1 Mission Street, San Francisco, CA 94105 (map); 415-543-6084; boulevardrestaurant.com
Cooking Method: Grilled
Short Order: It's still pretty good, but at $15.75, the Kobe beef in this attractive patty comes up a bit short on flavor
Want Fries with That? Yes, they're very good.
Price: Burger & fries, $15.75
Notes: Lunch only
Over the course of my nine years in the Bay Area, Boulevard had never found its way into my burger consciousness. But when we found out that this James Beard nominee for Outstanding Restaurant does indeed have a fancy-pants patty on its lunch menu...well, okay, twist my arm, I'll try that.
As the James Beard nomination (and the Michelin star) might imply, Boulevard is a nice restaurant—not just fancy-nice, but also a truly pleasant place to have lunch if you can afford it. The sections of gently-domed brick ceiling, the light coming in through the windows, the bits of stained glass above the bar, all make for a space that feels simultaneously civilized and inviting. I add bonus points for our waiter's willingness to provide the same attentive and seemingly genuine care for two t-shirted schlubs* as he did for his crowd of otherwise besuited and bepearled diners.
The burgers this waiter served us certainly looked the part for these environs. The fat, half-pound patty sat there prettily, leaking little red stains onto its housemade bun in a way that had my pupils dilating.
Yet Boulevard's choice of American Kobe beef for their patties seemed more aimed at earning approving nods from Michelin inspectors than delivering the best burger possible. Despite the juice dripping off the patty, the meat felt a touch dry when one actually bit into it. And though we'd seen the cook sprinkle it with salt on the grill, the flavors came off just a bit flat. Not a bad burger, but for something that had taken $15.75 out of our wallets, and looked so promising on our plates, we left a little disappointed.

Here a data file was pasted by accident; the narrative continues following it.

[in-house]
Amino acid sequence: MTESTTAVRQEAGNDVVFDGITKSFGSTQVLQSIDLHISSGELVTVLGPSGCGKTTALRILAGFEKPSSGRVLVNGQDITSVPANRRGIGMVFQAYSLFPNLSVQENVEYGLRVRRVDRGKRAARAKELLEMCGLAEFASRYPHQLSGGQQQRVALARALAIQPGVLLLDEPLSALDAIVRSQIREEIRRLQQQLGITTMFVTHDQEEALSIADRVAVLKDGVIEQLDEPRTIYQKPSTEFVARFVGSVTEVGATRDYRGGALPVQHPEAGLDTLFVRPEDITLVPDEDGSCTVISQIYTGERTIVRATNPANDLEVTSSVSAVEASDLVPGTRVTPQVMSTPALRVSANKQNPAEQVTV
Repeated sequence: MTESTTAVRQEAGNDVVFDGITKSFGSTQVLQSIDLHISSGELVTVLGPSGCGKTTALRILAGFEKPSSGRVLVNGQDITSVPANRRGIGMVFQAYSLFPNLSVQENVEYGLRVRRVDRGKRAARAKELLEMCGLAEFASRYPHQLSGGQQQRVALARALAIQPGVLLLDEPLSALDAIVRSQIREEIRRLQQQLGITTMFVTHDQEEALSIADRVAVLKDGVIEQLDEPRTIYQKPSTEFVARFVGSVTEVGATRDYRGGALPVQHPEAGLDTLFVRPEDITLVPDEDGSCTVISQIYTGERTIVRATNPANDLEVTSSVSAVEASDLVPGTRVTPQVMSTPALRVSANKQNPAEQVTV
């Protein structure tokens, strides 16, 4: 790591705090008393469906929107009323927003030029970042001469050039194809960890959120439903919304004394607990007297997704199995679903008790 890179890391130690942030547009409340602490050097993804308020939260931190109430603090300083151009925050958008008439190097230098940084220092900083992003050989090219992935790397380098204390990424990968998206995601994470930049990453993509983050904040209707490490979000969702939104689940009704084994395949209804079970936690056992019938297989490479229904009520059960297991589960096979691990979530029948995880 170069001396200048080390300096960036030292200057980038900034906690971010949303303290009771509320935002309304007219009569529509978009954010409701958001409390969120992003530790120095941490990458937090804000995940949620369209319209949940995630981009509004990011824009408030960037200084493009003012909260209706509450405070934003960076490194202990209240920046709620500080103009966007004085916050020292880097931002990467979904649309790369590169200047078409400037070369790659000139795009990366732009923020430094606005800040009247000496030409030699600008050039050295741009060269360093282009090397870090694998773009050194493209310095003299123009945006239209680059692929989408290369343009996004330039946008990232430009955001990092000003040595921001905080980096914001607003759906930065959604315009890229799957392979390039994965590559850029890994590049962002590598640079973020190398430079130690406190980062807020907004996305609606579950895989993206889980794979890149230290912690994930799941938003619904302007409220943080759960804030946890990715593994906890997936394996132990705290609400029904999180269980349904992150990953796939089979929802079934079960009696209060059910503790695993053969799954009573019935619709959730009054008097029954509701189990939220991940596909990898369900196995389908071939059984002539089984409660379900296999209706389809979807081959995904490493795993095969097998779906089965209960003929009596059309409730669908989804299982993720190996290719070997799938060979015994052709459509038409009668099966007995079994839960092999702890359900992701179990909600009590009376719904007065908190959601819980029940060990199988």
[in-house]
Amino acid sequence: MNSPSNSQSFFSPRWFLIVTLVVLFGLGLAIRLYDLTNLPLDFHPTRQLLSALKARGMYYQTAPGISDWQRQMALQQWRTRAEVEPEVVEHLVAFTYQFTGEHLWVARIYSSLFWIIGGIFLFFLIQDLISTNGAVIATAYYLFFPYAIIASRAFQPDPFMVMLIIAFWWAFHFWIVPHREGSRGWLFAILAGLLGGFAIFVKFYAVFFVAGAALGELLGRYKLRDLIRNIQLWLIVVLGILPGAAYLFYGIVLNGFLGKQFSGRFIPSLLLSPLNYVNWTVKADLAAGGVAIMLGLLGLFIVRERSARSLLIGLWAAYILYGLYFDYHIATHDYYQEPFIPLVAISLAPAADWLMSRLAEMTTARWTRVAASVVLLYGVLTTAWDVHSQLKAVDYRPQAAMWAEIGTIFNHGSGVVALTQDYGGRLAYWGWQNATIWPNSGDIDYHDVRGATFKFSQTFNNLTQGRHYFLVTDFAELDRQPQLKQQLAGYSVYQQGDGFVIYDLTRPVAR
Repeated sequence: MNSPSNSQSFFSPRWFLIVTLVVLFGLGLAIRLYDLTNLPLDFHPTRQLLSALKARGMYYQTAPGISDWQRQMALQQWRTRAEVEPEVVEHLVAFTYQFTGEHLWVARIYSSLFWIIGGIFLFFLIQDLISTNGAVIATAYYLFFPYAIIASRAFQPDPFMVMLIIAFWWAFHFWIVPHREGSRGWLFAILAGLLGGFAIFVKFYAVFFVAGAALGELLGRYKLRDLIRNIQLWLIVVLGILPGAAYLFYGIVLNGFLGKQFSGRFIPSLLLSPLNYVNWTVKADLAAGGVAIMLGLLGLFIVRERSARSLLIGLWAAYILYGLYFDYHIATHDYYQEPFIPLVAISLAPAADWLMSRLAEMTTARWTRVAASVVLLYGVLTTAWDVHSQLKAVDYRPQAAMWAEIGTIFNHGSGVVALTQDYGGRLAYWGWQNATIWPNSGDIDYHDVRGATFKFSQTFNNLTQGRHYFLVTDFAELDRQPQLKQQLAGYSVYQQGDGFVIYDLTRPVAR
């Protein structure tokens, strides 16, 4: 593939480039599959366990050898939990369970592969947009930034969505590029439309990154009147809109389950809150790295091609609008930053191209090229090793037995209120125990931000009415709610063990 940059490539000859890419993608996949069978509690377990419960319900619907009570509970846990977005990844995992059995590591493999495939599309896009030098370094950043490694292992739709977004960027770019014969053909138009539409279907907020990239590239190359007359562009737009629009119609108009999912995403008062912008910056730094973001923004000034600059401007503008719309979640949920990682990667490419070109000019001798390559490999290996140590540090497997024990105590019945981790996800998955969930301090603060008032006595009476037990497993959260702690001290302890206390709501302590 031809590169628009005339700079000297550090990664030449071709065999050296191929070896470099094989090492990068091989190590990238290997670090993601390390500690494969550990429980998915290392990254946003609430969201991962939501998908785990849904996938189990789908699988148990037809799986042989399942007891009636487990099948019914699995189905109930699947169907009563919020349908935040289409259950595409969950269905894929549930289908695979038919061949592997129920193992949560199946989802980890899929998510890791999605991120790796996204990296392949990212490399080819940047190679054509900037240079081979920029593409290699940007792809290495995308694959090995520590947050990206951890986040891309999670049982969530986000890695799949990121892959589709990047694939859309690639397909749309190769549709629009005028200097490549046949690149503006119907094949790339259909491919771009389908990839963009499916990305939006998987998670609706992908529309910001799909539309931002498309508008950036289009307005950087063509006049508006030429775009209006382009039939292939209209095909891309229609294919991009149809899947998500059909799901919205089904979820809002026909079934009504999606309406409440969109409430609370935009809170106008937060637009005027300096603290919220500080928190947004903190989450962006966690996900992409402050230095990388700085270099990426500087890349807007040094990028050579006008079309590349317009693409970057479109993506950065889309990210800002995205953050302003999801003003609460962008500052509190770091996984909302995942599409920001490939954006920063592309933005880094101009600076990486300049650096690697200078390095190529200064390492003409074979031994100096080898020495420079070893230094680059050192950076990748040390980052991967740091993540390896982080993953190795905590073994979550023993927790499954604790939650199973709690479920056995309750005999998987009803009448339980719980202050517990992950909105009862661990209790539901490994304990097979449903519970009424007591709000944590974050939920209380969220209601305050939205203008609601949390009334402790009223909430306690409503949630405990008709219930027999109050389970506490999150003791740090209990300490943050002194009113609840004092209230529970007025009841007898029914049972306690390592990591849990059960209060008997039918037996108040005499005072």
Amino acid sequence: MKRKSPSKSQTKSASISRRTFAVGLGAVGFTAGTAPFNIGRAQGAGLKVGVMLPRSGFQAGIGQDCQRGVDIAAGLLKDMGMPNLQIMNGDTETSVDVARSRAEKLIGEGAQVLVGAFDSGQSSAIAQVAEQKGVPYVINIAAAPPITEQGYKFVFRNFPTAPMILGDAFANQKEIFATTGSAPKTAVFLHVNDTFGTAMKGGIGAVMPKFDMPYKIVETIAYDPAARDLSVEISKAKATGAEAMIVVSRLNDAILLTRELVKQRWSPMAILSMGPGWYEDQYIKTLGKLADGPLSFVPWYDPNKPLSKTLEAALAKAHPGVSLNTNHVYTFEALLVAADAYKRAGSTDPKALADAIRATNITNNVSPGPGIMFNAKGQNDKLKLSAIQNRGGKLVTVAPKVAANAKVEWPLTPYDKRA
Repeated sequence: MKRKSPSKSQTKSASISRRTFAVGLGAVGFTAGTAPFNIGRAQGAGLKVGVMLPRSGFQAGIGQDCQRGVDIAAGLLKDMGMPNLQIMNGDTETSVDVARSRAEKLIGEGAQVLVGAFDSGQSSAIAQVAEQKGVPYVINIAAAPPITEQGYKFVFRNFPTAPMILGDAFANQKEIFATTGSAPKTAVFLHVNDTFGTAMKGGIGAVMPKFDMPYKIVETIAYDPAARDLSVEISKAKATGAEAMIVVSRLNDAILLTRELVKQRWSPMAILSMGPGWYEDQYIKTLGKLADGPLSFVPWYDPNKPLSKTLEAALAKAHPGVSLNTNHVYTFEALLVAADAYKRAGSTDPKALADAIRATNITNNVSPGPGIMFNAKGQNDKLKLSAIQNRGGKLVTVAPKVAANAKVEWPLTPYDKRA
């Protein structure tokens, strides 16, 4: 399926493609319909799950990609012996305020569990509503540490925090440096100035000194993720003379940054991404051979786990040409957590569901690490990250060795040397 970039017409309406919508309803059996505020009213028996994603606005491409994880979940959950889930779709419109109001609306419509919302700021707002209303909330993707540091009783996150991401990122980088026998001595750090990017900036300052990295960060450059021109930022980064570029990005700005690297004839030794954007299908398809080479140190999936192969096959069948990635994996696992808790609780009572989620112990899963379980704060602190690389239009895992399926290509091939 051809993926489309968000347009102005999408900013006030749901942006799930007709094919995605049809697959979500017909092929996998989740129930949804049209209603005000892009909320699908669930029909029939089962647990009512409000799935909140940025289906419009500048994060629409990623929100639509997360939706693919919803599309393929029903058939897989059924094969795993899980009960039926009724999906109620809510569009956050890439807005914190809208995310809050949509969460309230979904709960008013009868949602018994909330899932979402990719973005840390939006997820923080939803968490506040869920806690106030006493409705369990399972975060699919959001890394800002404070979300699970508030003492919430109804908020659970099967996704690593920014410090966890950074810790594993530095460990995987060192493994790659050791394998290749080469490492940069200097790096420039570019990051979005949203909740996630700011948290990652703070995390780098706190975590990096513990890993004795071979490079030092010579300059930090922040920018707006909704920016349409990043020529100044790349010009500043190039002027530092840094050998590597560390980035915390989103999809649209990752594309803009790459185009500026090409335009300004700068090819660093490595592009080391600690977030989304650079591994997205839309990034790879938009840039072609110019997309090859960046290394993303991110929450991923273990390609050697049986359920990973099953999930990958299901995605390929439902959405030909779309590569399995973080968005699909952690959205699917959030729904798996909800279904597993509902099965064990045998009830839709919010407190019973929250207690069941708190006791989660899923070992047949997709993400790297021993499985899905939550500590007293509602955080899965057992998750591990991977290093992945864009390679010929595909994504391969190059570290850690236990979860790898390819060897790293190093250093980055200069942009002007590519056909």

Technically, everything else about Boulevard's burger hit the mark. They had been cooked to order and then finished briefly in the oven so that the Cowgirl Creamery Wagon Wheel cheese (rich and creamy with a light tang to it) had fully melted. It came with a thick round of grilled red onions and a slice of tomato that actually passed muster. They don't unleash any Michelin-starred tricks on the sauces—the burger arrives with an uneventful tray of ketchup, mustard, and mayonnaise.
By contrast, the fries at Boulevard taste even better than they look (and they look good). The not-quite-skinny fries arrive overflowing out of a small copper sauce pan, with plenty of salt, plenty of crispness to the exterior, and a meltingly soft potato interior.
I'm inclined to think that when the folks at the James Beard Foundation dole out their nominations, they don't think too long about a restaurant's prowess with a patty of beef. So, skip the mild disappointment of this Kobe beef in patty form and try some of the other food that earned Boulevard its accolades.
* Yes, I'm referring to myself and my dining companion here.
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